Farinata was christened Manente degli Uberti; Farinata is a lifelong nickname derived from his fair hair, like golden wheat. He led the Florentine Ghibellines from 1239 till his death in 1264. His troops drove the Guelfs out in 1248 and defeated them at Montaperti in 1260. We are told, by Dante and others, that when a council of triumphant Ghibellines wanted to raze Florence to the ground after Montaperti, Farinata alone opposed them and saved the city, saying that he didn't defeat his enemies to destroy his city, but to live in it. For this act, Dante accords Farinata's shade much respect. He calls the Ghibelline chief "magnanimo," which I've seen interpreted as "great-souled."
You get something of the measure of the man in these verses from the Inferno:
I had already fixed my eyes in his; and he was rising up with his breast and forehead as if he had Hell in great disdain.
When I stood at the foot of his tomb, he gazed at me a little, and then, as if scornful, asked me: "Who were your forebears?" (translation by Robert M. Durling)
Ah, Farinata. Ever-proud, ever-partisan, uncowed by Hell itself.
And Guido's father, the knight Cavalcante, who had died around 1280? Dante suggests, by placing him in this particular part of the Inferno, that his friend's father is a denier of the Resurrection.
Were these men in fact heretics? Both, Guelf and Ghibelline, could have pointed to known Cathars in their family histories, but we do not know if either man espoused this dualistic belief, which was at that time very much under fire from the church. But before we follow this thought further, let's look back at Guido and Bice.
So did they live happily ever after? We have no idea. They did produce a son, Andrea, and probably also a daughter, Tancia, who eventually married Giacotto Mannelli, from a Ghibelline family. But Bice did have to undergo what must have been a deeply disquieting experience, about sixteen years into her marriage (if we can assume she was still alive at that point - we don't really know).
The disturbing event for Bice occurred in 1283, when Florence's chief inquisitor, Fra Salamone di Lucca, convicted the late Farinata and his late wife Adeleta of following the Patarine (Cathar) heresy, on the grounds that they had accepted the Cathar "consolation" ritual on their deathbeds.
His verdict was that their bodies, interred in Santa Croce, be exhumed, burned, and the ashes deposited in or on unconsecrated ground. This would all have been done publicly. It cannot have been easy for a daughter to see this, or even to hear of it happening in her city. Was Bice old enough when Farinata died to remember him? Was Adeleta her mother, or perhaps a stepmother? We don't know.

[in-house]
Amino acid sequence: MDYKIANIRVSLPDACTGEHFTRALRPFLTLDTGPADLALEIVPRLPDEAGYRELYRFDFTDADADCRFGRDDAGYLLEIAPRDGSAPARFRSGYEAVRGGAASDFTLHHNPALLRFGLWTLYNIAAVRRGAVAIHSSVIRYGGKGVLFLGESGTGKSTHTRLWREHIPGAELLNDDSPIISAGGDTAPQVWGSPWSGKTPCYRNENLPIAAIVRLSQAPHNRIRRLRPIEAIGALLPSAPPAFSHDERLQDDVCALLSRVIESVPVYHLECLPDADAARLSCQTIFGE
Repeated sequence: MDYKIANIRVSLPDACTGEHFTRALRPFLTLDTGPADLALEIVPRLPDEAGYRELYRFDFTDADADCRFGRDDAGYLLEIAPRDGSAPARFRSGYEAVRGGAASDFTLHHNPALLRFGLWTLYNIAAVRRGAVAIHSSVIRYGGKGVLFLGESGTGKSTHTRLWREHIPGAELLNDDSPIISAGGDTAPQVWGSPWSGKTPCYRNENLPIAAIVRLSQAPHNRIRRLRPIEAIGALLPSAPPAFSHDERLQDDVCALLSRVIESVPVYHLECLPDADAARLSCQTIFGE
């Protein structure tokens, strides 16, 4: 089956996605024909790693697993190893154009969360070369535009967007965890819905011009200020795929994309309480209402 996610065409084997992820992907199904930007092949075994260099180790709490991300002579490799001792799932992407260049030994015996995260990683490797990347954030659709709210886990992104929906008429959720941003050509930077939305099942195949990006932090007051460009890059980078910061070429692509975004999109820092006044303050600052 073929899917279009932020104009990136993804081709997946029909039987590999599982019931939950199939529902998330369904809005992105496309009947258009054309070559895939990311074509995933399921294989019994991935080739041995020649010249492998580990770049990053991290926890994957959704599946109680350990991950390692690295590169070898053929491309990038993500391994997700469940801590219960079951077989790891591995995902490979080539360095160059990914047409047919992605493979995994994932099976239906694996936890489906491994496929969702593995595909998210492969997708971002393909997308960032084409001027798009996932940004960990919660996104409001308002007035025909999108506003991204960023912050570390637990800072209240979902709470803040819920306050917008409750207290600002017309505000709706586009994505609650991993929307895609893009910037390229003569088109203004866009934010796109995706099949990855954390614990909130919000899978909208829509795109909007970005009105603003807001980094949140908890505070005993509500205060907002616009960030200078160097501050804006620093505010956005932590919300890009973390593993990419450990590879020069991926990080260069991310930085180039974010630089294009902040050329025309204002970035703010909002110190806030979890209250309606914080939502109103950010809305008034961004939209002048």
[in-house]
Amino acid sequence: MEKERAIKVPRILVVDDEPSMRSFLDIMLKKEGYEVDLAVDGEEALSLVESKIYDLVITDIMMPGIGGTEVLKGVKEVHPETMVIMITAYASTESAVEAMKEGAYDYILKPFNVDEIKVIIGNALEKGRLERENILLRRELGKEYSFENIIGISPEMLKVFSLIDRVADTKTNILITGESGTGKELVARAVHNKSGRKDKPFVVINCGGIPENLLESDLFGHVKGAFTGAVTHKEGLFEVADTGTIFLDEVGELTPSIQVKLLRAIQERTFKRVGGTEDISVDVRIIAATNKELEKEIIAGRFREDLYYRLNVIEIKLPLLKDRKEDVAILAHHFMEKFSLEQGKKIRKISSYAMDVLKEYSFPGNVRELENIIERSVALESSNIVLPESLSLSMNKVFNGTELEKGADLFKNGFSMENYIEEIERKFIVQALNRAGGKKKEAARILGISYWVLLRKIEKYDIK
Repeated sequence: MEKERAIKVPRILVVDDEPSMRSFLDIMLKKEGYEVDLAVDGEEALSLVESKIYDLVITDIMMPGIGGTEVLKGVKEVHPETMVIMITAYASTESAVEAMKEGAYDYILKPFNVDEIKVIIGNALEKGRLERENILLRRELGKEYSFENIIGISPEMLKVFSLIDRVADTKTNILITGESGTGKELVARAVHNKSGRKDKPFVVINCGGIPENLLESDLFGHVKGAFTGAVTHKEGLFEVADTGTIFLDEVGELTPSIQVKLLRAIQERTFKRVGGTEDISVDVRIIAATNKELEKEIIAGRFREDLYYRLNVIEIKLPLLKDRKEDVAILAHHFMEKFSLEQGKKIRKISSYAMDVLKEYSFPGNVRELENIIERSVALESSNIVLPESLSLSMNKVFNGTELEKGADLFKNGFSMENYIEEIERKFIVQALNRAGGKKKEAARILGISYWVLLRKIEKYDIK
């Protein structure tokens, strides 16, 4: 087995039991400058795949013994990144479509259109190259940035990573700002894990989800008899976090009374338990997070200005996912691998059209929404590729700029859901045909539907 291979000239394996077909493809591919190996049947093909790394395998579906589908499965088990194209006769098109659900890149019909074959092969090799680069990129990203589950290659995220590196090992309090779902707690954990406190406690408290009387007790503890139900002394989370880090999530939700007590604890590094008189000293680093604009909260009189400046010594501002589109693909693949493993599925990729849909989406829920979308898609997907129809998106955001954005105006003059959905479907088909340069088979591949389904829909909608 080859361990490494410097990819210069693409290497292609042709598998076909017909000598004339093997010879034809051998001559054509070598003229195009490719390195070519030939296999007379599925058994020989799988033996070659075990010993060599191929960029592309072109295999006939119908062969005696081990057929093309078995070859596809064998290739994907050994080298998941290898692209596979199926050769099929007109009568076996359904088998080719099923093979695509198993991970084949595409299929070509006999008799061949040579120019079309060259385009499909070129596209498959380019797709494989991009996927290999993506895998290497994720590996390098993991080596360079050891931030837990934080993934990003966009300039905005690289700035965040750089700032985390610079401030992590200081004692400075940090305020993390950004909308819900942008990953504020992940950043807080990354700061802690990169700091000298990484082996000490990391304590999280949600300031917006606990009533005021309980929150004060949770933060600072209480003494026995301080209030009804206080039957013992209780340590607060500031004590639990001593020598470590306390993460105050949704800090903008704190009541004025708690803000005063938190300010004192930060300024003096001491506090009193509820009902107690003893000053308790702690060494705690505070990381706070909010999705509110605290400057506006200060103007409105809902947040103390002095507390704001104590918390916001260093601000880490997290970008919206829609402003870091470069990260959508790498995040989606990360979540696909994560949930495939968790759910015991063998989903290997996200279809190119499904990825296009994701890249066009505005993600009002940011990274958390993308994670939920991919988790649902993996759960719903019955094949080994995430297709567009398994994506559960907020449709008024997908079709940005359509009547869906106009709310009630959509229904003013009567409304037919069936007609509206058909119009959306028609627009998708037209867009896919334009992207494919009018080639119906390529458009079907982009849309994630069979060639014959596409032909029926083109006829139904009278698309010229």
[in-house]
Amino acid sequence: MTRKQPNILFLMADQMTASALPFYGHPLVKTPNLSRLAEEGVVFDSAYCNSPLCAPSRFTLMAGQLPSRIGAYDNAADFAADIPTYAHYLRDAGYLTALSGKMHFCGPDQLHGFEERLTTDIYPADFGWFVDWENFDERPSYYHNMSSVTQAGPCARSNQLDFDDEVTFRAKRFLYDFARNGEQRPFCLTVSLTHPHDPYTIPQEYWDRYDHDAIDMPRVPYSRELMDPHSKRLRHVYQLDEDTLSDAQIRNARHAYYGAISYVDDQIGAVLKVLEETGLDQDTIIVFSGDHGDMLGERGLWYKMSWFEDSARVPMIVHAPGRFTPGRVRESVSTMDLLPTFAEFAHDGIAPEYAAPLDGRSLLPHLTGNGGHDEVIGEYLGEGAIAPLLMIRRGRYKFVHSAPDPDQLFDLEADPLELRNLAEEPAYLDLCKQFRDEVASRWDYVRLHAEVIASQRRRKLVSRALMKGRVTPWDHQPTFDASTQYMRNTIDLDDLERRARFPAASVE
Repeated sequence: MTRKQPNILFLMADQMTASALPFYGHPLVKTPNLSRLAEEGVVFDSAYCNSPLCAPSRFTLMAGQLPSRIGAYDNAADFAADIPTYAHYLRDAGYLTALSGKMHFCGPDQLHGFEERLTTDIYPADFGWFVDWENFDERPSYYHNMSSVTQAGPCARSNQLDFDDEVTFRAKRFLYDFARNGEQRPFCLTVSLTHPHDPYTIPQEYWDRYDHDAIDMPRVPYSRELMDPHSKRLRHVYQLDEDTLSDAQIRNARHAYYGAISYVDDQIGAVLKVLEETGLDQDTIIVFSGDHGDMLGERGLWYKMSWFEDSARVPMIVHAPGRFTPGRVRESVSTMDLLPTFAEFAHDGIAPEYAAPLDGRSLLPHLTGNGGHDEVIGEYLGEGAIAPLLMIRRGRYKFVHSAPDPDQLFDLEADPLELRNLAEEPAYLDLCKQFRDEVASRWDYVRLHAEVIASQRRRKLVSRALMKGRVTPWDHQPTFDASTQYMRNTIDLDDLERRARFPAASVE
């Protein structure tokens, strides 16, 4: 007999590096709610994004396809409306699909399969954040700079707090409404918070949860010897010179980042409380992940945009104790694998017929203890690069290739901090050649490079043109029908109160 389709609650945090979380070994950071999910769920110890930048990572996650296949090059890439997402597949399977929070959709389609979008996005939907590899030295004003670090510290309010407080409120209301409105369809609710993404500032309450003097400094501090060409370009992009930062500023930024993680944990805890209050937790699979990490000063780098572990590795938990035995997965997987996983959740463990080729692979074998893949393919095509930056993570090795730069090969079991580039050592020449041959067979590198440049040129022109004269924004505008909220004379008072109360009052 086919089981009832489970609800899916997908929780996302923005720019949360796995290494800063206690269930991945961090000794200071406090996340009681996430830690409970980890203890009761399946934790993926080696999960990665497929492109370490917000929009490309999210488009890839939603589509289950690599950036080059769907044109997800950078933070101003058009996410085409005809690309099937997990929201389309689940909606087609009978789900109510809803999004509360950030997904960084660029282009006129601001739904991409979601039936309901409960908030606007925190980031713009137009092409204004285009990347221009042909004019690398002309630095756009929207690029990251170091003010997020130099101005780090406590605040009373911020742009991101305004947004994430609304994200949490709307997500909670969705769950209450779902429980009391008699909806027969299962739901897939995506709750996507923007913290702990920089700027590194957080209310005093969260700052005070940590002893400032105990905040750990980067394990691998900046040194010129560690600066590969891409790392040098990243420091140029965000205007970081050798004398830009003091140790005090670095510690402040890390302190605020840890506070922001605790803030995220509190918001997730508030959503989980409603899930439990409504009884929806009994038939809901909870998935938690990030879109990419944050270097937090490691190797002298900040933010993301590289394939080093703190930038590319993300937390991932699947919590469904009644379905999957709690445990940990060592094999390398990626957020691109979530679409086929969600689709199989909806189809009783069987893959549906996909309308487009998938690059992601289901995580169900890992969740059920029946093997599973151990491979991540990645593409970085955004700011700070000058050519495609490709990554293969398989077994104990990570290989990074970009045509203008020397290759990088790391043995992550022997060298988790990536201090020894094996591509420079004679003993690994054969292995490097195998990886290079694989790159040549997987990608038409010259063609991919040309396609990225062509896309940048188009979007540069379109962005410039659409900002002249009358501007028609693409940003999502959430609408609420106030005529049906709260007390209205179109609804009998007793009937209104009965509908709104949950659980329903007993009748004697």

And was Farinata really a heretic? Florentines at this time, with the Guelfs solidly in charge, tended to lump Catharism together with Ghibellinism, not without some cause. And yet, as we've seen, the very Guelf Cavalcanti also had Catharism in their ranks. Ironically, if Farinata was indeed a Cathar, he would not have particularly minded the removal of his remains from consecrated ground, as he would not have believed in bodily resurrection.
But it was to the Guelf city's advantage to make this Ghibelline-heretic connection, because every time they condemned a Ghibelline for heresy, they could confiscate all his goods and his properties - including those long since passed on to heirs. Thus, all of Bice's brothers and their sons shared in their parents' condemnation to some extent, and their property was forfeit and they were banished from Florence.
Bice herself, and her dowry, probably remained untouched. Both were in the good Guelf Guido's hands, and unlikely to be disturbed. But that still means she had to witness not only her parents' exhumation and posthumous punishment, but the impoverishment and banishment of her male relatives.
Unless she came to Guido at such a young age that she had managed to forget all of her birth family, I cannot believe that Bice, at least, lived happily ever after.
As for Guido, his love poetry featured one Giovanna (affectionately nicknamed "Primavera," or "Springtime"), and, later, Mandetta. But courtly (and even not-so-courtly) love affairs do not tell us whether he lived with his Ghibelline wife in harmony or not.
In short, we will never know.
Next time: Ravenna Donati and Azzolino di Farinata degli Uberti
Images in this post are in the public domain by virtue of their age.